Both Work-Life Balance and Increased Pay

Looking at the importance ratings of the top two factors demonstrates that job change drivers for women are multifaceted. Work-life balance is just as important to women (66%) as an increase in income or benefits (65%) — and both are highly important.

This is a key differentiator for women — because although work-life balance is also among the top two factors for men, at 56%, “increases income or improves benefits” is clearly the No. 1 characteristic men value in a job, at 63%.

  • Competitive pay is table stakes for attracting both male and female candidates, and the pandemic has underscored potential job seekers’ desires for financial stability along with reliable healthcare and related wellness benefits.Gaining awareness of market pay rates helps inform equitable and fair salary offers, but the most important thing leaders can do is ensure those critical pay conversations incorporate a focus on expectations for performance and opportunities for development.
  • Work-life balance and wellbeing can’t be just concepts on a careers page. Job postings and marketing content should outline what flexibility actually looks like at your organization and how leaders embrace the give and take that comes with true work-life balance.In many industries, work can now be done where and when it suits employees, so potential candidates want to know that flexibility is celebrated — not just tolerated.

Spending time and resources implementing strategies to attract female talent is pointless without a systematic and fair hiring process that results in women actually being hired and promoted.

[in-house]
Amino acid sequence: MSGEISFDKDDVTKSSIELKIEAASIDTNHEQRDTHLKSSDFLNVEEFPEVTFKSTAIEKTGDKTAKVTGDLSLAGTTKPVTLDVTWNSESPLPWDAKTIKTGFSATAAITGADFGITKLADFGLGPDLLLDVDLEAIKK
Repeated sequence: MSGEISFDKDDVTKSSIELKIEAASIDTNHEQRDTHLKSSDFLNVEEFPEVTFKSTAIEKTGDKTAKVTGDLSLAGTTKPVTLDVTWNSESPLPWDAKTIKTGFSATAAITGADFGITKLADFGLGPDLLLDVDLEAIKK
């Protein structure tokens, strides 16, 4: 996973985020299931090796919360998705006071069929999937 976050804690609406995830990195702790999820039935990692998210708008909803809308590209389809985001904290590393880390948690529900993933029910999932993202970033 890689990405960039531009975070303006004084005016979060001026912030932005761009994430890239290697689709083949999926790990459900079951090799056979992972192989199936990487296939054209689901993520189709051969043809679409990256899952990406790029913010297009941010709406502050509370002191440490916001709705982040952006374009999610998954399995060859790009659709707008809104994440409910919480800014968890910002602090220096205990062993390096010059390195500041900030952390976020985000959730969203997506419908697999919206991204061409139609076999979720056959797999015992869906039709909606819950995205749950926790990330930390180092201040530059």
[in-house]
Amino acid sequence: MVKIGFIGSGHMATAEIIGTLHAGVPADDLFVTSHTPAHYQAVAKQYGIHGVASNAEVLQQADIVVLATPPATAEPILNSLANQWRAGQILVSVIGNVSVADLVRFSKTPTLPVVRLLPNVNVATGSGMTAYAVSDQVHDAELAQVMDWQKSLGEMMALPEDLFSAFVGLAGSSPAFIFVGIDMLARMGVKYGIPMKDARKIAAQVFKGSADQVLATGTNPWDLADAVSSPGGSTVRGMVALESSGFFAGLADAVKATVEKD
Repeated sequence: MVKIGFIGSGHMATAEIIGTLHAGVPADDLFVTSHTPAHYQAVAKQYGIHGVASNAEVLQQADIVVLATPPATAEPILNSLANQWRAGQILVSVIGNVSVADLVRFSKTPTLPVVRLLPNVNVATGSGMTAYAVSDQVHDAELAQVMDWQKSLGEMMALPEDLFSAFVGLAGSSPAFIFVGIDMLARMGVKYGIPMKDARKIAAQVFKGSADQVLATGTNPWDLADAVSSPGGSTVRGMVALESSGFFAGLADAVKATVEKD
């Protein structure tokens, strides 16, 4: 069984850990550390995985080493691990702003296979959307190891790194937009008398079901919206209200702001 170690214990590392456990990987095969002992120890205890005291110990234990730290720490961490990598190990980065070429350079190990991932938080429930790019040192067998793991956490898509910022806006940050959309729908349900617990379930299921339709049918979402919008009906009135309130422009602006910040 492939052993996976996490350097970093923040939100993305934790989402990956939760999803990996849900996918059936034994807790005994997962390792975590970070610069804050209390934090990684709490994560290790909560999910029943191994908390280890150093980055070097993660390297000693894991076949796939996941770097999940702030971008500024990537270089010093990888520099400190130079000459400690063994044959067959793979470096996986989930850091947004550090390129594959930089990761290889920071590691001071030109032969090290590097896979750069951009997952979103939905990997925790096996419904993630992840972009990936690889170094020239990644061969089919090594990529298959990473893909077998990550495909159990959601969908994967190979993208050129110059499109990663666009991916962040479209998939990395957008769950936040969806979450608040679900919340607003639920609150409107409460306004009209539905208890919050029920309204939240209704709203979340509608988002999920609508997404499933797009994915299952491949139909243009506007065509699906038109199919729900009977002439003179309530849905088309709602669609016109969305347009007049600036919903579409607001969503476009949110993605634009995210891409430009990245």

An Opportunity to Do What They Do Best

When considering what would motivate a job change, women placed even more importance than men on having the opportunity to do what they do best (62% vs. 53%, respectively).

This means that the jobs your organization offers must deliver on pay and meaningful work. Women highly value the opportunity to bring their unique sets of knowledge, skills, experiences and strengths to the workplace and contribute in a meaningful way.

Many women find themselves choosing between a career and time spent raising children, caring for family members or investing in their community. Because of this, they’re seeking jobs that make their decision to spend time away from those other important priorities worth it.

  • Rethink job structures by considering ways to mold responsibilities to your people instead of expecting to mold people to responsibilities. Employees who get to use their skills and talents at work require less oversight, are more engaged and ultimately more productive.To stand out in a market vying for female talent, make sure job postings outline key job responsibilities accurately and convey your organization’s strengths-based approach to management, which empowers employees to reach their full potential.
  • Critically evaluate the required and preferred qualifications for jobs. Highly restrictive criteria for consideration will narrow candidate pools and may do so in a disproportionate way for women. Consider how unique combinations of experiences could prepare a candidate to meet job demands.Openness to gaps in professional work experience may open additional pools of female applicants who paused their careers to focus on personal commitments. Skills and talents aren’t just honed in the office — exceptional female candidates might be one step outside of your current search parameters.

Women seeking new jobs know their value and are analyzing options with new benchmarks. The pandemic has only reinforced the importance of flexible job structures for women who find purpose in their roles at work and outside the office. Competitive and equal pay is table stakes to vie for female talent. To stand out, your organization must have a compelling and authentic employee value proposition that speaks to the unique drivers for women.

Source: Gallup